KC Estenson CEO, GoNoodle Mar 13 – From 2008 to late in 2014, I ran the digital business for CNN Worldwide. During that time, we built an incredible team of progressive leaders. We launched CNN’s foray into new categories like food, travel, music and culture. We made first-mover, cutting-edge partnerships with companies like Facebook & Taboola, Vice & Snap, and bought an amazing startup called Zite (which we later sold to Flipboard). Along the way, we nearly quadrupled the revenue of the business and doubled the bottom line. But, the work also had a dark side.
The big news business (and publishing in general) is based on getting clicks — user acquisition, engagement, retention & conversion in industry parlance. And, all too often those clicks come from appealing to the more base parts of our personalities. I won’t belabor it here, and this shouldn’t be novel to anyone, but t sensational stories of anger, despair & division usually drive more traffic than optimistic stories of compassion, creativity and cooperation. And when you add to that the variety of UX & design tricks employed to create engagement, you can find yourself waking up every morning with a feeling you’re doing more harm than good for society.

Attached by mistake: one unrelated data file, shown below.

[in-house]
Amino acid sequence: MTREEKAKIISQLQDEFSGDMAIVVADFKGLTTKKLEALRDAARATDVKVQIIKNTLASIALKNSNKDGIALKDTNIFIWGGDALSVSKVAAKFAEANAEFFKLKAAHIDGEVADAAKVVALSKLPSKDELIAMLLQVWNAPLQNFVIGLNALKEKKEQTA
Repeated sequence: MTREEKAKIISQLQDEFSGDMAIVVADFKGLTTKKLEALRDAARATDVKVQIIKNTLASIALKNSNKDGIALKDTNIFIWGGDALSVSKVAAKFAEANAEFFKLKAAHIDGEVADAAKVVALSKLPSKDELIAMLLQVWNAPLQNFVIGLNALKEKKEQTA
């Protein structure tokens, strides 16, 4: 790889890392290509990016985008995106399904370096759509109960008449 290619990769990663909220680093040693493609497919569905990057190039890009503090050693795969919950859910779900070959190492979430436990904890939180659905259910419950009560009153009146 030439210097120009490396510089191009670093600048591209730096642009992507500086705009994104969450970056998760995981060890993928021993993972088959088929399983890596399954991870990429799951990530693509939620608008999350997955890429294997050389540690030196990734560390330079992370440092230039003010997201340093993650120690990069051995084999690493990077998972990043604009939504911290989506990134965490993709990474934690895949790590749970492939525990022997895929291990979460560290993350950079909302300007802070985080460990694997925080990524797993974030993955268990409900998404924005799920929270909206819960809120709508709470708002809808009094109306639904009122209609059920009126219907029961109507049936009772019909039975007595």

But it wasn’t until 2017, after reading article after article about the regrets some of the authors of Web 2.0 had about what they had created and then seeing this interview with Chamath Palihapitiya, that it really hit me that I needed to endeavor to do some good with all of the skills I had learned in almost two decades of digital media. And, as is often the case when you put your intentions out to the world, that’s when Lindsay Trout at Egon Zender called me about an opportunity that she said, “might seem out of left-field but may just be great for you.” That opportunity was to become the next CEO of GoNoodle. Three months later, and I’m in the role!